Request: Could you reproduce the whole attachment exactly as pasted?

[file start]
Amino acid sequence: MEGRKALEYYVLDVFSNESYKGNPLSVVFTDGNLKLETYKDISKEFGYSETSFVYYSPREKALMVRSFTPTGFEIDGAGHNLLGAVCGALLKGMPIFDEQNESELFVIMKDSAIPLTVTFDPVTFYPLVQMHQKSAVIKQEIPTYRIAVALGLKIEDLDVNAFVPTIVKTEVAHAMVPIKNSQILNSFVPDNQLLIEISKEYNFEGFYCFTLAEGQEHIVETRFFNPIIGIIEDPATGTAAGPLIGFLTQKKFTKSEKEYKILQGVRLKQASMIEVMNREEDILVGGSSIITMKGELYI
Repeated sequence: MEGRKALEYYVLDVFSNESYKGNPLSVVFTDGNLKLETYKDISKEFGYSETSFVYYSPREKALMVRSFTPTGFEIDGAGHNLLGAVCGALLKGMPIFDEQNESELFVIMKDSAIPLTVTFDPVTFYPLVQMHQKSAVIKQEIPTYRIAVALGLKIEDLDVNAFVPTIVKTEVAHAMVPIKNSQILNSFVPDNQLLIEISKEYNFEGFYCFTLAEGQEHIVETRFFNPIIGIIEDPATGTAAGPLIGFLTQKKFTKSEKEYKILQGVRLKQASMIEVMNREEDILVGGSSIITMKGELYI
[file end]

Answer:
Amino acid sequence: MEGRKALEYYVLDVFSNESYKGNPLSVVFTDGNLKLETYKDISKEFGYSETSFVYYSPREKALMVRSFTPTGFEIDGAGHNLLGAVCGALLKGMPIFDEQNESELFVIMKDSAIPLTVTFDPVTFYPLVQMHQKSAVIKQEIPTYRIAVALGLKIEDLDVNAFVPTIVKTEVAHAMVPIKNSQILNSFVPDNQLLIEISKEYNFEGFYCFTLAEGQEHIVETRFFNPIIGIIEDPATGTAAGPLIGFLTQKKFTKSEKEYKILQGVRLKQASMIEVMNREEDILVGGSSIITMKGELYI
Repeated sequence: MEGRKALEYYVLDVFSNESYKGNPLSVVFTDGNLKLETYKDISKEFGYSETSFVYYSPREKALMVRSFTPTGFEIDGAGHNLLGAVCGALLKGMPIFDEQNESELFVIMKDSAIPLTVTFDPVTFYPLVQMHQKSAVIKQEIPTYRIAVALGLKIEDLDVNAFVPTIVKTEVAHAMVPIKNSQILNSFVPDNQLLIEISKEYNFEGFYCFTLAEGQEHIVETRFFNPIIGIIEDPATGTAAGPLIGFLTQKKFTKSEKEYKILQGVRLKQASMIEVMNREEDILVGGSSIITMKGELYI